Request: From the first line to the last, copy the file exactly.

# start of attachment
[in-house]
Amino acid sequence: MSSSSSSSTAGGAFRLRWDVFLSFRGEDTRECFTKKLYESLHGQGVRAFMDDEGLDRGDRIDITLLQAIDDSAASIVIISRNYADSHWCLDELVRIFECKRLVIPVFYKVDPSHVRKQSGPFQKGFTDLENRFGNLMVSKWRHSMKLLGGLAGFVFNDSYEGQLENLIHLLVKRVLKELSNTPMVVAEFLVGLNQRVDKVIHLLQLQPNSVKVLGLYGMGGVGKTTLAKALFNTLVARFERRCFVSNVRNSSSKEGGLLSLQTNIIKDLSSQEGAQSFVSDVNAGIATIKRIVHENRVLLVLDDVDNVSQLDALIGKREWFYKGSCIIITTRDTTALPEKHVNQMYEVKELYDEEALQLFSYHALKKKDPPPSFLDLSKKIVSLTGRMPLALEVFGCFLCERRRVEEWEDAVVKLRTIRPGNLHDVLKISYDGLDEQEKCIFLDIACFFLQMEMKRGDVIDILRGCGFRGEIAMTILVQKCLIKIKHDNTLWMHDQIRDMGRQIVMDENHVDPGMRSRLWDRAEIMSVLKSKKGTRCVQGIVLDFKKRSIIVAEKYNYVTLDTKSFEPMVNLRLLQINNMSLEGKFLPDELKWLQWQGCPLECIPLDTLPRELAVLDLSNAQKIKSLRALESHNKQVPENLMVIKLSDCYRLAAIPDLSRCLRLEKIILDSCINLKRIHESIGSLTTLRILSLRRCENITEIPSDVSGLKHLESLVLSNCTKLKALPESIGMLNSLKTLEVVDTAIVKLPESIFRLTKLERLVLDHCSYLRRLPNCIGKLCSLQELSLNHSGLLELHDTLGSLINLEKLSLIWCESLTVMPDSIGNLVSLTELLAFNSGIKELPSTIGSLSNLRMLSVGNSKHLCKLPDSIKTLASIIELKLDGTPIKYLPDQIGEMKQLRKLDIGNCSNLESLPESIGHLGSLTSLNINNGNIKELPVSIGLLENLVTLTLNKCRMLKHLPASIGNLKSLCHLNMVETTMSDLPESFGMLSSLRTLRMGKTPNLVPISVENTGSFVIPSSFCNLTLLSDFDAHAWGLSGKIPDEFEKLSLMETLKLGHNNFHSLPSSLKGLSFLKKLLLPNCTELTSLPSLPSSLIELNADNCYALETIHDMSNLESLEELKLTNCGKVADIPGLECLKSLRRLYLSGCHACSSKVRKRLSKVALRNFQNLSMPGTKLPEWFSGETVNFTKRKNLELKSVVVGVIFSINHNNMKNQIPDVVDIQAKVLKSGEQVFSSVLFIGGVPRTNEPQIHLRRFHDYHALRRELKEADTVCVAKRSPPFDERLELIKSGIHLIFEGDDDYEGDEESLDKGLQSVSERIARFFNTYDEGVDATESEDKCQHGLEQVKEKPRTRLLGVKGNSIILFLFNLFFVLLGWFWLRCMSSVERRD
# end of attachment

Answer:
[in-house]
Amino acid sequence: MSSSSSSSTAGGAFRLRWDVFLSFRGEDTRECFTKKLYESLHGQGVRAFMDDEGLDRGDRIDITLLQAIDDSAASIVIISRNYADSHWCLDELVRIFECKRLVIPVFYKVDPSHVRKQSGPFQKGFTDLENRFGNLMVSKWRHSMKLLGGLAGFVFNDSYEGQLENLIHLLVKRVLKELSNTPMVVAEFLVGLNQRVDKVIHLLQLQPNSVKVLGLYGMGGVGKTTLAKALFNTLVARFERRCFVSNVRNSSSKEGGLLSLQTNIIKDLSSQEGAQSFVSDVNAGIATIKRIVHENRVLLVLDDVDNVSQLDALIGKREWFYKGSCIIITTRDTTALPEKHVNQMYEVKELYDEEALQLFSYHALKKKDPPPSFLDLSKKIVSLTGRMPLALEVFGCFLCERRRVEEWEDAVVKLRTIRPGNLHDVLKISYDGLDEQEKCIFLDIACFFLQMEMKRGDVIDILRGCGFRGEIAMTILVQKCLIKIKHDNTLWMHDQIRDMGRQIVMDENHVDPGMRSRLWDRAEIMSVLKSKKGTRCVQGIVLDFKKRSIIVAEKYNYVTLDTKSFEPMVNLRLLQINNMSLEGKFLPDELKWLQWQGCPLECIPLDTLPRELAVLDLSNAQKIKSLRALESHNKQVPENLMVIKLSDCYRLAAIPDLSRCLRLEKIILDSCINLKRIHESIGSLTTLRILSLRRCENITEIPSDVSGLKHLESLVLSNCTKLKALPESIGMLNSLKTLEVVDTAIVKLPESIFRLTKLERLVLDHCSYLRRLPNCIGKLCSLQELSLNHSGLLELHDTLGSLINLEKLSLIWCESLTVMPDSIGNLVSLTELLAFNSGIKELPSTIGSLSNLRMLSVGNSKHLCKLPDSIKTLASIIELKLDGTPIKYLPDQIGEMKQLRKLDIGNCSNLESLPESIGHLGSLTSLNINNGNIKELPVSIGLLENLVTLTLNKCRMLKHLPASIGNLKSLCHLNMVETTMSDLPESFGMLSSLRTLRMGKTPNLVPISVENTGSFVIPSSFCNLTLLSDFDAHAWGLSGKIPDEFEKLSLMETLKLGHNNFHSLPSSLKGLSFLKKLLLPNCTELTSLPSLPSSLIELNADNCYALETIHDMSNLESLEELKLTNCGKVADIPGLECLKSLRRLYLSGCHACSSKVRKRLSKVALRNFQNLSMPGTKLPEWFSGETVNFTKRKNLELKSVVVGVIFSINHNNMKNQIPDVVDIQAKVLKSGEQVFSSVLFIGGVPRTNEPQIHLRRFHDYHALRRELKEADTVCVAKRSPPFDERLELIKSGIHLIFEGDDDYEGDEESLDKGLQSVSERIARFFNTYDEGVDATESEDKCQHGLEQVKEKPRTRLLGVKGNSIILFLFNLFFVLLGWFWLRCMSSVERRD